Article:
Denial-of-service attacks on the rise?
By Jaikumar Vijayan
(IDG) -- Denial-of-service (DoS) attacks continue to present a significant security threat to corporations two years after a spate of incidents brought down several high-profile sites, including those of Yahoo! Inc. and eBay Inc., users and analysts report.
Since then, several technologies have emerged that help users detect and respond to DoS attacks far more quickly and effectively than before. But the increasingly sophisticated attack methods and the growing range of systems targeted in DoS attacks continue to pose a challenge. "In that sense, the tools are always only trying to catch up" with the threat, said Raj Raghavan, a vice president at SiegeWorks Enterprise Security Solutions, a Pleasanton, California-based integrator of security technologies.
DoS attacks make computer systems inaccessible by flooding servers or networks with useless traffic so that legitimate users can no longer gain access to those resources. In distributed DoS (DDoS) attacks, malicious hackers use hundreds and sometimes even thousands of previously compromised computer systems to launch assaults against a network or server.
During a three-week period in mid-2001, researchers from the University of California, San Diego, detected approximately 12,800 DoS attacks against more than 5,000 targets. Recent examples include attacks against the World Economic Forum's Web site in February as well as those that drove British Internet service provider CloudNine Communications out of business earlier this year.
"The threat is a lot worse today than two years ago," said Harris Miller, president of the Information Technology Association of America (ITAA) in Arlington, Virginia. "There are lots of indications that since September 11, the number of DoS attacks have greatly increased."
The ITAA is acting as the coordinator of an industry body called the IT Information Sharing and Analysis Center, which was created early last year to share information and find ways of dealing with DoS and other security threats.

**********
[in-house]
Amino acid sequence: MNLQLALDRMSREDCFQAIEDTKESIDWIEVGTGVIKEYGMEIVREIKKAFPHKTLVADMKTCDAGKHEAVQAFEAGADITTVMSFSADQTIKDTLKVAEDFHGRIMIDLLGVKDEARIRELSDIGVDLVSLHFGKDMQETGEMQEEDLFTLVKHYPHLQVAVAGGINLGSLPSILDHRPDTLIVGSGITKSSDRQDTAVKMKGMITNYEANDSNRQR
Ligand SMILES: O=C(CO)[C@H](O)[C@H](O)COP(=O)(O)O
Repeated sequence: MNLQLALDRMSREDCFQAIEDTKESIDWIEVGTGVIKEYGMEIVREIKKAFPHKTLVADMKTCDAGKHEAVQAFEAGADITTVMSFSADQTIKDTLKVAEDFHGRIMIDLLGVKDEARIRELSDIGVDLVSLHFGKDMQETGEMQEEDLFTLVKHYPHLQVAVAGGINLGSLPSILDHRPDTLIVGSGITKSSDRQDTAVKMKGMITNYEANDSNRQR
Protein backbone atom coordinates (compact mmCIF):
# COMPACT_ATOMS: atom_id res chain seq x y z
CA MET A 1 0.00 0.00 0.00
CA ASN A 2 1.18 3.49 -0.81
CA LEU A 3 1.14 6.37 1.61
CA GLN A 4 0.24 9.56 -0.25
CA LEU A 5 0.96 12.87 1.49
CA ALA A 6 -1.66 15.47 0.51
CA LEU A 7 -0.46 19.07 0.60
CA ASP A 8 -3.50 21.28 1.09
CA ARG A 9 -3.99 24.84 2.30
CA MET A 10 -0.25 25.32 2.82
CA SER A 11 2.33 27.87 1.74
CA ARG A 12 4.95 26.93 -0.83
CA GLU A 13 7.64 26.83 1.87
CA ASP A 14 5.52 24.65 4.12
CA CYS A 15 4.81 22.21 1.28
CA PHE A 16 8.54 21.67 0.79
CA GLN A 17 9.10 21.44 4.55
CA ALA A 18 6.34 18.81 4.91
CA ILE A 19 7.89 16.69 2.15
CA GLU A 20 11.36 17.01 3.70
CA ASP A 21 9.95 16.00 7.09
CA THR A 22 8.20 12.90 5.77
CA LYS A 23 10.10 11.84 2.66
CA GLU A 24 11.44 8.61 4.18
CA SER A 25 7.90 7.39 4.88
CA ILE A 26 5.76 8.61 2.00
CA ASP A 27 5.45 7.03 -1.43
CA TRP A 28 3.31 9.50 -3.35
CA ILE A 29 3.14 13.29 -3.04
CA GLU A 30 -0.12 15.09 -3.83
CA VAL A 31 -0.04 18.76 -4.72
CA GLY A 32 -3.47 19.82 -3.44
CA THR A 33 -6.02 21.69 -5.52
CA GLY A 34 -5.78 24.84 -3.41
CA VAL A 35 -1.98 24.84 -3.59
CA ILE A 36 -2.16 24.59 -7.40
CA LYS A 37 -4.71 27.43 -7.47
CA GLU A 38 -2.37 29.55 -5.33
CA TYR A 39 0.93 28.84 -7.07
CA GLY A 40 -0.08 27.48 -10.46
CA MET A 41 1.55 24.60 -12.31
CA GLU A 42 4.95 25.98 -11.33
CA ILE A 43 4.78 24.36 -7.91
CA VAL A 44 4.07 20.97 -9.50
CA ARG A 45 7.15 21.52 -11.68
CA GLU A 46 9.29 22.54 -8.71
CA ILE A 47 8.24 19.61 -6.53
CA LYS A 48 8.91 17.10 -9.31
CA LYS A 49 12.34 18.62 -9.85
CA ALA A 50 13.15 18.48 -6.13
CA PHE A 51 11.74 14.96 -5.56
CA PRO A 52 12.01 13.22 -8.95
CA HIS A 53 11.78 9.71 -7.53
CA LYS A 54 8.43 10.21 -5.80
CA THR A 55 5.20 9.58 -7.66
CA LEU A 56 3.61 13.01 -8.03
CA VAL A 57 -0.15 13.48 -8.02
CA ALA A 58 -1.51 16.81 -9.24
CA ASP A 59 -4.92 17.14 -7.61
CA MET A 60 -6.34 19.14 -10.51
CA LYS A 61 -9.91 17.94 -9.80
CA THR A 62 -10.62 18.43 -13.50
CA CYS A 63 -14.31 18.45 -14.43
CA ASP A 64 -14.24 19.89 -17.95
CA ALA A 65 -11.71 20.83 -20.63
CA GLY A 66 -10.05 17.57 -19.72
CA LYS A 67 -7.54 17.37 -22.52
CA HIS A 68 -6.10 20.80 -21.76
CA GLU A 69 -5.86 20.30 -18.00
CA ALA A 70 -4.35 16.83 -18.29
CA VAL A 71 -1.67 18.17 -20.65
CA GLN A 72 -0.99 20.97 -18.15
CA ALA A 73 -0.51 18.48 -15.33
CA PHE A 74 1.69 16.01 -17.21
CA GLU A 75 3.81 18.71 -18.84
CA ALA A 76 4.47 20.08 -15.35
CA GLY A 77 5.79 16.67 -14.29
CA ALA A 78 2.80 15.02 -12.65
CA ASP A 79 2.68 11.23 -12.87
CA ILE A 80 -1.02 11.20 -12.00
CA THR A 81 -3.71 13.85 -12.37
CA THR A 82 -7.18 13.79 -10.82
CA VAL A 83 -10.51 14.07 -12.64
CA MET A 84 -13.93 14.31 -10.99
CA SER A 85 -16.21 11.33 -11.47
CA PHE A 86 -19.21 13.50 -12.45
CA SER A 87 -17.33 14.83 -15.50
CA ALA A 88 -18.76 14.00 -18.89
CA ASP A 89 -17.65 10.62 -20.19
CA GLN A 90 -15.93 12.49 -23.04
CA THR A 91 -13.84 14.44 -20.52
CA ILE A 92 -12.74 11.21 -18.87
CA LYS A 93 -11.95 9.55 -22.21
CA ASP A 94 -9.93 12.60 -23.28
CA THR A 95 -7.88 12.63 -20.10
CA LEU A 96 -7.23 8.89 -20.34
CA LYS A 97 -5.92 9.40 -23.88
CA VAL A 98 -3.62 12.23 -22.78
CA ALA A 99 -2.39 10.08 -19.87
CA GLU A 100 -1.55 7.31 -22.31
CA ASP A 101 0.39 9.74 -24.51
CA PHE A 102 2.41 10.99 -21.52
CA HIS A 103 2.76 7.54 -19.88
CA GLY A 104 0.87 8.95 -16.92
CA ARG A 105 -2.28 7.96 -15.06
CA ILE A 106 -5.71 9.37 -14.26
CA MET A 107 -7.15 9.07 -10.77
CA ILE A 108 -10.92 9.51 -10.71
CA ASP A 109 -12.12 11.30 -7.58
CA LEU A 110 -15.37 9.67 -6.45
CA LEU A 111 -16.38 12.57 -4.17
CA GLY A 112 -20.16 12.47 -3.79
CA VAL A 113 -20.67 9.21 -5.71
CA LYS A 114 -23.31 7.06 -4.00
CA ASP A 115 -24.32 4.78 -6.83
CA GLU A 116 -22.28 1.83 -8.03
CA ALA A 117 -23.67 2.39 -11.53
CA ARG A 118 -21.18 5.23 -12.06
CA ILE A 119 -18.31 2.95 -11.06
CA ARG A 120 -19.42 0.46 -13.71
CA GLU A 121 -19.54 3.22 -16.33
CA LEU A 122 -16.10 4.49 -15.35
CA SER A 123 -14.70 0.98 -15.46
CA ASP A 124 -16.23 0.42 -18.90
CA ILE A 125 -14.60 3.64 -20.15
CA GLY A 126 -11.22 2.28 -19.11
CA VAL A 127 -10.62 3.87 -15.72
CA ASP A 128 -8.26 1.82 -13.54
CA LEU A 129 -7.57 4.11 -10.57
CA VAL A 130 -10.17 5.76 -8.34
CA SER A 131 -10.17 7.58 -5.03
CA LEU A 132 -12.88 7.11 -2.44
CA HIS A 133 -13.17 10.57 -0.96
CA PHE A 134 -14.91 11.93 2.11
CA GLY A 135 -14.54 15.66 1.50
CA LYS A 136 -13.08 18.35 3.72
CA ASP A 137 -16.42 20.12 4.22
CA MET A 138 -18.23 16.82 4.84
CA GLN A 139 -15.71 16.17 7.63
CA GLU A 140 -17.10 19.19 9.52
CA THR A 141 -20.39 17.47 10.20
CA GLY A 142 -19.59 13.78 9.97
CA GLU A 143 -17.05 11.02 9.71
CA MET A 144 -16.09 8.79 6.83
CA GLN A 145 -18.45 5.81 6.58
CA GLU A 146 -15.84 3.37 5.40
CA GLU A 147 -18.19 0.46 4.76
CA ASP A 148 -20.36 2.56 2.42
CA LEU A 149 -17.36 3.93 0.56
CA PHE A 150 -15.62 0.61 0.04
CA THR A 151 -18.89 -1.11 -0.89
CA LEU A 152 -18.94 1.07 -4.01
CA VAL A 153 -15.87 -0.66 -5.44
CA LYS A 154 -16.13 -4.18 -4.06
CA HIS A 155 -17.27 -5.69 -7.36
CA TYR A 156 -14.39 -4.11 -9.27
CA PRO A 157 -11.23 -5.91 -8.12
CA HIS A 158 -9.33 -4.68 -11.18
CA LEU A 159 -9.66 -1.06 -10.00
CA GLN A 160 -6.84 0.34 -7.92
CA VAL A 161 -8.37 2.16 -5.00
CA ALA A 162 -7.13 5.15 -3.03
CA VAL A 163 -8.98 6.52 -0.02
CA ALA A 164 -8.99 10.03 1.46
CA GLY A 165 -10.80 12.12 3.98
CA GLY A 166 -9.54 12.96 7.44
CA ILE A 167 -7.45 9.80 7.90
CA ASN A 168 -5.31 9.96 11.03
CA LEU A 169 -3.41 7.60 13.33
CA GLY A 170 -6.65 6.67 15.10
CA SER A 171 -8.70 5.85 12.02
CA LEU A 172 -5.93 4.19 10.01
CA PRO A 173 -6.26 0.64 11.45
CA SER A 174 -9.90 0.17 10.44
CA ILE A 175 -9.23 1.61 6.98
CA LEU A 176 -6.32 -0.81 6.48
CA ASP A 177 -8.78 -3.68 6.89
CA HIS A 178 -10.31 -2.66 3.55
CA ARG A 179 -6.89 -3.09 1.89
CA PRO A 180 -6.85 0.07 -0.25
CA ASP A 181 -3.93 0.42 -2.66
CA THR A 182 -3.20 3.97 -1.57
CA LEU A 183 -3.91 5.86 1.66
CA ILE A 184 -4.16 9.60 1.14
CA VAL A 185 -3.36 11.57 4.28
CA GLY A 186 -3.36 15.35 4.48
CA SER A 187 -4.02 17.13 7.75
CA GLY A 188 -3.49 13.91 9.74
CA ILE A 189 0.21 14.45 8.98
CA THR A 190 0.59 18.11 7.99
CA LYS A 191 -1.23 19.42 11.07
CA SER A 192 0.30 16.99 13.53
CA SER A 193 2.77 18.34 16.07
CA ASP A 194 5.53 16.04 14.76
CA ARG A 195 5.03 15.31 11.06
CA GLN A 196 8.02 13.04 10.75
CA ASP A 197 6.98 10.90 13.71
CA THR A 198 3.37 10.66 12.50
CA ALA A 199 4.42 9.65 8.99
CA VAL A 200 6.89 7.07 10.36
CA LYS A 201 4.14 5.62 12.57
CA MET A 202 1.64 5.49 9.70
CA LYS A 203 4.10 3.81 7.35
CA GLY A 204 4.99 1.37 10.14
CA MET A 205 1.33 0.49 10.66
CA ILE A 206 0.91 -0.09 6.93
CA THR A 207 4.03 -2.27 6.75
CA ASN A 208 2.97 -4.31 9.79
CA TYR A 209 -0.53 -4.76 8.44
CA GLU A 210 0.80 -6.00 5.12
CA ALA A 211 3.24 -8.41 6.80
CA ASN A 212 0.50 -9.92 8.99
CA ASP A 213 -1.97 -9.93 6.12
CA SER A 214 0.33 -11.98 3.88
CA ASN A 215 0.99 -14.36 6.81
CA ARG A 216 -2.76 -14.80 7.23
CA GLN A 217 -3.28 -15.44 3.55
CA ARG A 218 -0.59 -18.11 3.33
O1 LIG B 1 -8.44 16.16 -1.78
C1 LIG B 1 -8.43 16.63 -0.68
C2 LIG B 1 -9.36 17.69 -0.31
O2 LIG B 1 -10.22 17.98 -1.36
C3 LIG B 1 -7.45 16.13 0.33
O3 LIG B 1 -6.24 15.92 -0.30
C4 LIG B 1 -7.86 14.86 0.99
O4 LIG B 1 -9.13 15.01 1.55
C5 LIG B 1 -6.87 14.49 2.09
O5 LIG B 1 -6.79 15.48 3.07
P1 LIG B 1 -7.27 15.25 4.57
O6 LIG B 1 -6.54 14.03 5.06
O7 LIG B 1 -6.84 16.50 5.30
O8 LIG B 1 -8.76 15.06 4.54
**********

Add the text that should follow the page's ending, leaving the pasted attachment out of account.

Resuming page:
Part of the problem with DoS attacks is the sheer number of ways in which they can operate, said Pete Lindstrom, an analyst at Framingham, Massachusetts-based Hurwitz Group Inc. A DoS attack can be launched to overwhelm a target's Web site, CPU, memory, network bandwidth or routers. It can also work by taking advantage of known flaws in products, Lindstrom said.
Degradation-of-service attacks are another variation. Such assaults, which are more difficult to detect than other DoS attacks, involve short-lived bursts of spurious traffic directed at a target from multiple sources and are aimed at slowing network performance.
"It would be a fairly straightforward issue to handle if such attacks originated and terminated with the same network," said Jeff Ogden, director of high-performance networks at Ann Arbor, Michigan-based Internet service provider Merit Network Inc.
The problem arises because almost all DoS attacks involve multiple networks and attack sources, many of which have spoofed IP addresses to make detection even harder, according to Ogden.
So completely choking off the offending traffic requires network administrators to call upstream service providers, alerting them to the attack and having them shut down the traffic. That process has to be repeated all the way back to every attack source.
Report: Worms overtake DoS as top attacks
April 5, 2002
Denial-of-service attacks expected
November 7, 2001
NIPC warns of possible DDoS attacks
September 19, 2001
Study: Nearly 4,000 DoS attacks occur per week
May 24, 2001
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